Annot Lyle, as was not unusual for females in the "I will not believe it," said Allan, impetuously; Highlands, was possessed of a slight degree of me never Rowed crystal drop from a polluted spring dical and even surgical skill. It may readily be be "Yet the very doubt,' pleaded' Annot, lieved, that the profession of surgery, or medicine, as make you forbear to use this language to me." a separate art, was unknown; and the few rude rules "I know," said M'Aulay, it places a bar betw which they observed were intrusted to women, or to us--but I know also that it divides you not so inse the aged, whom constant casualties afforded too rably from Menteith.-Hear me, my beloved Annot much opportunity of acquiring experience. The care leave this scene of terrors and danger-go w and attention, accordingly, of Annot Lyle, her attend- me to Kintail-1 will place you in the house of i arts, and others acting under her direction, had inade noble Lady of Seaforth-or you shall be removed her services extremely useful during this wild çam-safety to Ícolmkill, where some women yet devo paign. And most readily had these services been themselves to the worship of God, after the custon rendered to friend and foe, wherever they could be of our ancestors." must useful. She was now in an apartment of the You consider not what you ask of me," replied castle, anxiously superintending the preparation of Annot ; " to undertake such a journcy under your cole vulnerary herbs, to be applied to the wounded; re- guardianship, were to show me less scrupulous than oiving reperis from different females respecting / maiden ought. I will remain here, Allan--hele un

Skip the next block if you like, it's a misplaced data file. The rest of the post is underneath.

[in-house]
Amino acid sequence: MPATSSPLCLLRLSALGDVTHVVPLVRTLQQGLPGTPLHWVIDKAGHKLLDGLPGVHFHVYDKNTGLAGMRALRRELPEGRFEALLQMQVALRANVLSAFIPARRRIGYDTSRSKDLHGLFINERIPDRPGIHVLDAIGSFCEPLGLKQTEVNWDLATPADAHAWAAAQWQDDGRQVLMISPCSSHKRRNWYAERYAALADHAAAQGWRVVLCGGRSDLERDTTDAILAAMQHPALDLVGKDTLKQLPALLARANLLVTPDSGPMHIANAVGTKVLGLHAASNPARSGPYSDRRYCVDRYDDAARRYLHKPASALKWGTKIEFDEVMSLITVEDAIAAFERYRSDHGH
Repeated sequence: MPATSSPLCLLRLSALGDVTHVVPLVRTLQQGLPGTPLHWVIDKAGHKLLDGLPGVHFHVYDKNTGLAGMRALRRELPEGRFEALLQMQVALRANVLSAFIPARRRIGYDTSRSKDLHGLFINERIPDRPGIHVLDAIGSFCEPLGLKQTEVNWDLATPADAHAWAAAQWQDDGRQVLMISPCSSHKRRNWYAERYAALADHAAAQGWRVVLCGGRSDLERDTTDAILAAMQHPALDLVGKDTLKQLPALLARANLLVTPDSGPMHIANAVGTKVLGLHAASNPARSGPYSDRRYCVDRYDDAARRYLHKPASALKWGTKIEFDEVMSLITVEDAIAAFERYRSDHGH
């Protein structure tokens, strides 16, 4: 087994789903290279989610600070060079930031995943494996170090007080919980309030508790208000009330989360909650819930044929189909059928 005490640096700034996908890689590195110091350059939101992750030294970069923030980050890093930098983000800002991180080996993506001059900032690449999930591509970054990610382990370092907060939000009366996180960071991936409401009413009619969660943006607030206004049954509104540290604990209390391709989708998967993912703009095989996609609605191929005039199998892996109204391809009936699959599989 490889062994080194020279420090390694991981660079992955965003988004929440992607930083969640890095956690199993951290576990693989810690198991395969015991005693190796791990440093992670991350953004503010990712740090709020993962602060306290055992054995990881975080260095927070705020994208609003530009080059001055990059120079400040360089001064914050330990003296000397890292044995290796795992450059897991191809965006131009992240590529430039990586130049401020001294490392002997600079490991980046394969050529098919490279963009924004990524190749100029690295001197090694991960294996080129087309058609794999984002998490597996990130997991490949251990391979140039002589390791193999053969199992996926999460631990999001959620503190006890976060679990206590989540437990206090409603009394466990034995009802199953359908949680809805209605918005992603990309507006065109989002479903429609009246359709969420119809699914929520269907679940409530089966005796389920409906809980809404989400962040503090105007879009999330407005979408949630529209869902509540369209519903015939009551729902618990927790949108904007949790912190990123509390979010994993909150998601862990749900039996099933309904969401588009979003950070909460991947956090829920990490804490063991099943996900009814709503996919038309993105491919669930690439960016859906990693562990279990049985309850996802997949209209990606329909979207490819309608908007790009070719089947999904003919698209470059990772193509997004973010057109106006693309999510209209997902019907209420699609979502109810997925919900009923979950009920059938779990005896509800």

glow of delight, than if his praises had been recorded the worse of the wear. Alas I poor GUNAVIIN
A LEGEND OF MONTROSE.
may be well supposed, that the scenes in which n had passed his former life, had not much
to shine in female society. He himself sciousness that the language of the
and parade, was not proper to to look after a duty of humanity--the night of called after him, "As you are not likely to be antie
only peaceful part of his life benvohr, as I am told, is our prisoner, and severely pated in this act of kindness, Sir Dugala, to jour
College, Aberdeen ; and learned there, except
Hoth which had aded."
necessity of And well he deserves to be so," said Sir Dugald you will assist me, and our principal friends
esen' spon: ad, and to SpaLochaber. pon what